IGP Stories

Higher empowerment

Andrew Percy

8 September 2023

Can economic growth address both poverty and climate change? Andrew Percy discusses McKinsey’s latest report.

Sometimes a simple turn of phrase with a little alliteration brings a fresh new perspective to light. The idea that governments should set their sights on “higher empowerment” is a welcome development, and not one that I expected to hear from a global consulting firm more commonly associated with hard-nosed economics and geopolitical power analysis.

McKinsey Global, a consulting firm to many governments, has written a report called “From poverty to empowerment” that makes the case for a global effort to increase the empowerment of ordinary people everywhere.

What is really revealing is that even the most classical analysis of our challenges cannot close the “gap” with the standard mantras of economic growth, innovation, and technology. McKinsey, as one would expect, believes that economic growth should be the major driving force in the future and is clearly unaware that we live on a finite planet. But even with that framework they do not believe that economic growth alone will deliver a sustainable future.

They identify an “empowerment gap” which is preventing countries from reaching their true potential. The gap is expressed in the millions of people who live in conditions that prevent them being able to make their full contribution. 15 million people in the UK.

Closing that “gap” will require the reliable provision of “affordable essentials”, the report says. Their list of essentials lines up with the IGP’s Universal Basic Services: shelter, education, care and food. (They are missing transport and information services, but that’s why we do the work we do at the Institute for Global Prosperity to expand classical mindsets.)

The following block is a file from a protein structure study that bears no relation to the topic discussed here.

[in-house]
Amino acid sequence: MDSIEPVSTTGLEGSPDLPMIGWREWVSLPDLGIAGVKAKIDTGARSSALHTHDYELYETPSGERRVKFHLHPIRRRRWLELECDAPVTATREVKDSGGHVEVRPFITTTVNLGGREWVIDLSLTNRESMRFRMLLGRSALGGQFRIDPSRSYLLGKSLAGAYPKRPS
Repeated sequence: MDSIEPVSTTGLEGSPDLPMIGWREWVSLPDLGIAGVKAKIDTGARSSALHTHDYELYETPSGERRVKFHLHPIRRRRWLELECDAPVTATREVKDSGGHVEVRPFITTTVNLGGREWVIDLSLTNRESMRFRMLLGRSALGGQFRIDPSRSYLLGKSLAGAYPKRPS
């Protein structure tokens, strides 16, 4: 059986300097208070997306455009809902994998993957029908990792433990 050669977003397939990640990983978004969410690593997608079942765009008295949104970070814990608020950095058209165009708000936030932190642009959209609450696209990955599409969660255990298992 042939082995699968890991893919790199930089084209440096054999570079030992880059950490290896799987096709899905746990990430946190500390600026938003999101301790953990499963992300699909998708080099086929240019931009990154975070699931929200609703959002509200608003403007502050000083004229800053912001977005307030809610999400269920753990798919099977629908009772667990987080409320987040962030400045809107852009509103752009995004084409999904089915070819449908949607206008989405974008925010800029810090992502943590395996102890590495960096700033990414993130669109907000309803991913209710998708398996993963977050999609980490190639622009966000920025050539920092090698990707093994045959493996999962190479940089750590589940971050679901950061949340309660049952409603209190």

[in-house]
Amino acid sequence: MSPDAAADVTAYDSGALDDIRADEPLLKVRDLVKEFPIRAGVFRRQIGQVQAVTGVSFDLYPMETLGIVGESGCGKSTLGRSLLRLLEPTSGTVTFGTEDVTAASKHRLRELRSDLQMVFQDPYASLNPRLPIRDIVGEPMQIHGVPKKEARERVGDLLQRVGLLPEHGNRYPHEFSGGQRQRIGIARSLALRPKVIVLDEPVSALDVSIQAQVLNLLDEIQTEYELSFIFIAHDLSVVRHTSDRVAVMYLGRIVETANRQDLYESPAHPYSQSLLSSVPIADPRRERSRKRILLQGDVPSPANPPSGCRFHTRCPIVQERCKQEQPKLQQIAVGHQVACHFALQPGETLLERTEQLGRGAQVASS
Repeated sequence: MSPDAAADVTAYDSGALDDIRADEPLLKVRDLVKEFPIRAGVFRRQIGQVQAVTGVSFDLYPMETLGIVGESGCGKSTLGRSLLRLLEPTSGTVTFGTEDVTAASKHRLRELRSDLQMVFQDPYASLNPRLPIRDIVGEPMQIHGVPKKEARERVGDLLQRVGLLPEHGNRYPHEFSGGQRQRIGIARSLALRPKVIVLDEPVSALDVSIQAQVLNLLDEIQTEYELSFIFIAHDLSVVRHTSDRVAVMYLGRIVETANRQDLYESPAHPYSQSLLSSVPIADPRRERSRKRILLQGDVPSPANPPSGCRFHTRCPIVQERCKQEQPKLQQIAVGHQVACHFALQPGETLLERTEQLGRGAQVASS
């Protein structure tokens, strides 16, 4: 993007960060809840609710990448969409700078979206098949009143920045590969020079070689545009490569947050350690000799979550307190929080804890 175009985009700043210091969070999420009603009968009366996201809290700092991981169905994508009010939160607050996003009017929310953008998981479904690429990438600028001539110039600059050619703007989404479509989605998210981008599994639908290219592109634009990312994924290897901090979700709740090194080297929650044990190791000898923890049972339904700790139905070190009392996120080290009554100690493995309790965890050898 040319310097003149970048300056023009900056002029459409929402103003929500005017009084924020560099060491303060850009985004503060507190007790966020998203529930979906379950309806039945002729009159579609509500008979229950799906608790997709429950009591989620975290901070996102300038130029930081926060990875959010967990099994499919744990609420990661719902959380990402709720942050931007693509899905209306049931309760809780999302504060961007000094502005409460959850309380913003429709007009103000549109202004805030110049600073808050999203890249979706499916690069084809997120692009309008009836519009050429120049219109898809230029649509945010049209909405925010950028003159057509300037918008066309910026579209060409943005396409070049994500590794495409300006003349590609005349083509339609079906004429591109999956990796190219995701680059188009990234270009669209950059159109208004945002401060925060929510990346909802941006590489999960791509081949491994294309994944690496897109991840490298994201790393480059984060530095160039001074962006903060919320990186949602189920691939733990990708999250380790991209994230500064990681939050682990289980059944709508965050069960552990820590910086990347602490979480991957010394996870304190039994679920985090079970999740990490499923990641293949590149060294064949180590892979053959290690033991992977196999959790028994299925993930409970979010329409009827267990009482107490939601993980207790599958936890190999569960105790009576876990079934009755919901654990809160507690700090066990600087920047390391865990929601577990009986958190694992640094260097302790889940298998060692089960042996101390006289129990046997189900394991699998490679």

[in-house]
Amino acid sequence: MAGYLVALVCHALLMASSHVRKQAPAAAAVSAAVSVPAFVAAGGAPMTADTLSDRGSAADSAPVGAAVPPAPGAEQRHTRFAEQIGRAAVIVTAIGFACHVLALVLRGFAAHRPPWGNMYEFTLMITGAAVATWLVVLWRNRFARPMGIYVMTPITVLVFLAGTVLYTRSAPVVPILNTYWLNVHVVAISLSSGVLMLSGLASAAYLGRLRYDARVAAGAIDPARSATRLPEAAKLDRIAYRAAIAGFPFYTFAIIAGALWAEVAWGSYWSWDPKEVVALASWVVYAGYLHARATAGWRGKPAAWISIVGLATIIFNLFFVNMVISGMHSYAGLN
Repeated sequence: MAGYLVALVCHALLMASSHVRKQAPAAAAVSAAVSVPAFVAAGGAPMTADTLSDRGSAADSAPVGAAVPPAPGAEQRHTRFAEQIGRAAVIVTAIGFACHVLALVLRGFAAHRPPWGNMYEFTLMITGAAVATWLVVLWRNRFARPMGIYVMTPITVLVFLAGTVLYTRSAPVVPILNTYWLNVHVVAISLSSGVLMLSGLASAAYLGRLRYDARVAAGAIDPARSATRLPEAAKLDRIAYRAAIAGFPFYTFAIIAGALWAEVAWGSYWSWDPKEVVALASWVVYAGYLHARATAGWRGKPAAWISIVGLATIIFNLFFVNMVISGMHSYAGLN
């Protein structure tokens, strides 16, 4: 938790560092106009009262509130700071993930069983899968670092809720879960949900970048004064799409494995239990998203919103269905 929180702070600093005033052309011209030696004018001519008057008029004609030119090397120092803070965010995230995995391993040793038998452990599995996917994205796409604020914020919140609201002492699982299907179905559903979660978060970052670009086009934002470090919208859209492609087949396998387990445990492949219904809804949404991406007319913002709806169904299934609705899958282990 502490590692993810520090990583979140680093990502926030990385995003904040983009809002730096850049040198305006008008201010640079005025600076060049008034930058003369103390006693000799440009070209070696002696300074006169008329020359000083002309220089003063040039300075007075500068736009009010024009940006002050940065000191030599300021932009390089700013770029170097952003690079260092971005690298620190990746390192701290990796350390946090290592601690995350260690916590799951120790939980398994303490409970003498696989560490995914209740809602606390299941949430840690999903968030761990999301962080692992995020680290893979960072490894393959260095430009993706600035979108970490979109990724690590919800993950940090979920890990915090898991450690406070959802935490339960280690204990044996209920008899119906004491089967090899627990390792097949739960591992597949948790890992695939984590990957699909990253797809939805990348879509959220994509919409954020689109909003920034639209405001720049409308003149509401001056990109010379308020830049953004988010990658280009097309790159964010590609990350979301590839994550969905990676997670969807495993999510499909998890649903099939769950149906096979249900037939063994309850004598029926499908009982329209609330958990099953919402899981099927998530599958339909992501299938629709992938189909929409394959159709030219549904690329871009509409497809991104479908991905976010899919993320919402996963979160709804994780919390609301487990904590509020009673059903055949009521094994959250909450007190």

Public action to ensure access to those essential services would contribute the equivalent to $3 trillion to closing the “empowerment gap” according to their report.

At the IGP we take a seriously different view on empowerment and prosperity to McKinsey. The problem is not usefully framed as spending power and the solutions to our problems are not going to come from never ending economic growth in a finite biosphere. But what is interesting is to see institutions grounded in the old ways of thinking acknowledge that there’s a missing piece in their puzzle. They can’t close all the gaps with just more and more economic activity. The gap they see cannot be closed economically. Social, public, collective action is needed.

Making the essentials of life accessible and affordable is going to be vital in our future and something we agree with McKinsey. One result of a Universal Basic Services approach will be increased productivity. But the really important result will be higher empowerment.

In a time of great challenges we will need great contributions from everyone. Higher and wider empowerment is the path to prosperity and we welcome McKinsey’s and everyone else’s shift to the global introduction of Universal Basic Services.

For more information about our Universal Basic Services work read:

Imagining a welfare state that supports secure livelihoods Towards prosperity:

Reinvigorating local economies through Universal Basic Services Universal Basic Prosperity

Andrew Percy is Director of the Social Prosperity Network at the Institute for Global Prosperity

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